A concern is the attitude of drivers who use recreational marijuana while driving. In a study conducted by the Governors Highway Security Council, citizens in Colorado and Washington (states with recent decriminalization) were interviewed, only to find that these drivers actually believed that marijuana has no effect whatsoever on their driving abilities and that it only improves their driving skills. The argument they pose is that the effects of marijuana are different from alcohol as, unlike alcohol, marijuana does not impair their ability to judge distance and speed.

Driving under the Influence (DUI) Is an Unsafe Practice

Various studies on the effects of decriminalization of marijuana on driving have found that drugged driving is not safe. A study that was conducted in Colorado revealed that there is a 4 percent increase in the number of fatalities in car accidents with a drugged driver testing positive for marijuana.

Though the number of states opting for legalization of marijuana is increasing, it is imperative to note that Federal Law still prohibits the use of marijuana. Until now federal prosecutors have avoided pursing criminal charges against motorists who have taken advantage of the decriminalization of marijuana in certain states.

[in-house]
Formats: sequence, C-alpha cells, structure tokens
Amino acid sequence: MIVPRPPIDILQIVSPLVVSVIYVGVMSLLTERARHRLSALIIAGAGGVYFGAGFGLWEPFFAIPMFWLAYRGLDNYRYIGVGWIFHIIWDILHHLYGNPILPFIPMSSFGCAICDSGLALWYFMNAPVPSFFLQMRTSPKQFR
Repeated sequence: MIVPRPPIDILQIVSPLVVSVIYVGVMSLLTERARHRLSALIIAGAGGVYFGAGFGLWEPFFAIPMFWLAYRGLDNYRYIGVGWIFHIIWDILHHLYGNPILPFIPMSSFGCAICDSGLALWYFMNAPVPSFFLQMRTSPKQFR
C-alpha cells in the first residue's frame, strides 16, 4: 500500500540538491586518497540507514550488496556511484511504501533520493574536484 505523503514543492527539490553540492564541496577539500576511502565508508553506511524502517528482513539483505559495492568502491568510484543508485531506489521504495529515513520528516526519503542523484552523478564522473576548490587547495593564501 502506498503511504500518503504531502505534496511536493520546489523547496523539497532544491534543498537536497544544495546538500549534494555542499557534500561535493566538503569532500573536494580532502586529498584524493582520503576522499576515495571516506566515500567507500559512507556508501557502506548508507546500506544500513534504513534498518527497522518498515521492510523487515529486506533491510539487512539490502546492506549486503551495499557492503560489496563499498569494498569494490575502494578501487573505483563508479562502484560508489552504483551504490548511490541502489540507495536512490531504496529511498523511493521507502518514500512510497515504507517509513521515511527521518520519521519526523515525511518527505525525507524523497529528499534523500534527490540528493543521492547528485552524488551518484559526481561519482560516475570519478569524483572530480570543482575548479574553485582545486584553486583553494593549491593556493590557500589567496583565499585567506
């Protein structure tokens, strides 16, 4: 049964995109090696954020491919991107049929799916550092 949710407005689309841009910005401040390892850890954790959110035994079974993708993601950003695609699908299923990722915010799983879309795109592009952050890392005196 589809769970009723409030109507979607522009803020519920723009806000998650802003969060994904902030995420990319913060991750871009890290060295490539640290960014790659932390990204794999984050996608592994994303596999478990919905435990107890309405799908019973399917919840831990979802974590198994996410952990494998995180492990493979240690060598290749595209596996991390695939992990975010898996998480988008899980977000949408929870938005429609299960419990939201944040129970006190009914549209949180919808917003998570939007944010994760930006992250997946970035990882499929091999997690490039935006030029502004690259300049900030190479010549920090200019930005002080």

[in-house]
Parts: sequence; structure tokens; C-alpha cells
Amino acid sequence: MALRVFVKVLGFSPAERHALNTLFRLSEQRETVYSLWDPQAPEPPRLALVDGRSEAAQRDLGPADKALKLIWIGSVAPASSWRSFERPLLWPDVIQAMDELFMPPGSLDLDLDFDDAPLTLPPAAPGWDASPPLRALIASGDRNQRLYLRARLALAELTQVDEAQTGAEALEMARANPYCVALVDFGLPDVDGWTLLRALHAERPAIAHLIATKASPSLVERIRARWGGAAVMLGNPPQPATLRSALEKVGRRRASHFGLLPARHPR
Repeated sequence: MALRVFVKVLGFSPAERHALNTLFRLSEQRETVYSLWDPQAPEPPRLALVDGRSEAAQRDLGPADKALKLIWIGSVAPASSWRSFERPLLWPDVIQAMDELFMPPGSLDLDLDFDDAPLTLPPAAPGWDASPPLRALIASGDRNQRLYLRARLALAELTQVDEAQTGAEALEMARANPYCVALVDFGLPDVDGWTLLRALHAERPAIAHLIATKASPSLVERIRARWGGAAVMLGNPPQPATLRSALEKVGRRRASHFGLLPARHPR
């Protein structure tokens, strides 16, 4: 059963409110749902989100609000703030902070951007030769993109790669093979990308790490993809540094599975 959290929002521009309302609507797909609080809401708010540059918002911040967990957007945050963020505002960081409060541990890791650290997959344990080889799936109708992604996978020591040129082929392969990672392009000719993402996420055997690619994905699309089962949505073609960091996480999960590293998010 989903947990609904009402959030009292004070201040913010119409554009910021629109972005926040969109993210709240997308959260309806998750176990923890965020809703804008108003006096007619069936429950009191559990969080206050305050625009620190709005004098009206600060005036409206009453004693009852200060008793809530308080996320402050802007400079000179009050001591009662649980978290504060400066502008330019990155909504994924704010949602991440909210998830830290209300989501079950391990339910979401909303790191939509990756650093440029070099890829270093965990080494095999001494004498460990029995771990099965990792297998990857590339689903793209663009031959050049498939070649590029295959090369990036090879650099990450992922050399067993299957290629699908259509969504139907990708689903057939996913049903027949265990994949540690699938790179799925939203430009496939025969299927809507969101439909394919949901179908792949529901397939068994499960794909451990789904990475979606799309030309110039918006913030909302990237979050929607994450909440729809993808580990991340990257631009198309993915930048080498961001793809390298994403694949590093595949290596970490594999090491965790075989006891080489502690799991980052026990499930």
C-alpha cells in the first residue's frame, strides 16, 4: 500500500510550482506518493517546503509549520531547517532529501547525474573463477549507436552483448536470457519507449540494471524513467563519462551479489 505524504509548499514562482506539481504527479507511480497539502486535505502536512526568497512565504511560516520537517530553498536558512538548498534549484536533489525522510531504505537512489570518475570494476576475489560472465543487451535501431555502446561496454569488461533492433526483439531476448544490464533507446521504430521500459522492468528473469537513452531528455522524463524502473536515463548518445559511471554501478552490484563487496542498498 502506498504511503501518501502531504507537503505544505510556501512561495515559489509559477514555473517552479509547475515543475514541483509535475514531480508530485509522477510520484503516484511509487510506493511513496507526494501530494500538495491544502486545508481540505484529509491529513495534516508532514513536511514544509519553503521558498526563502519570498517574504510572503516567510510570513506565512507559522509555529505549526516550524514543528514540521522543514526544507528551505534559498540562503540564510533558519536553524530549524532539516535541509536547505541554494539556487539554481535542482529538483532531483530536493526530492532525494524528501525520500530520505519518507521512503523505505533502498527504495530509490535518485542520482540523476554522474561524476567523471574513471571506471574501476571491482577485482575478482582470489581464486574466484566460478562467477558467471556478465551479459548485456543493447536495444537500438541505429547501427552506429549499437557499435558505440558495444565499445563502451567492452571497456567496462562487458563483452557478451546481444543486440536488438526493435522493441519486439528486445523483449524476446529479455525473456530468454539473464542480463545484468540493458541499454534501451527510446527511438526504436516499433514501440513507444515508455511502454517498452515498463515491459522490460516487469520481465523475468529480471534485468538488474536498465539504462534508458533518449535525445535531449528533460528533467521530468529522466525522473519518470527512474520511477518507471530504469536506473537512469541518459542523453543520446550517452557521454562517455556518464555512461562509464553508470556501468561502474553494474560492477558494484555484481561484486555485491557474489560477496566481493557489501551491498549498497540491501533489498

Illinois Marijuana DUIs Involving Accident and Injuries

Illinois has one of the country’s strictest DUI laws with respect to marijuana. In Illinois, marijuana is the second most common chemical, after alcohol, found in the system of persons who are arrested for DUIs.  In Illinois, a person can be charged with DUI for having any measurable amount of marijuana in their system.  This is different than alcohol-related DUIs in which impairment must be shown.  To clarify and frankly, to be repetitive, in Illinois, if a driver tests positive for ANY amount – regardless of how small – of marijuana, the state of Illinois presumes that the driver was under the influence and should not have been driving.  Compare this to an alcohol-related car accident where the DUI presumption requires a blood alcohol concentration of .08.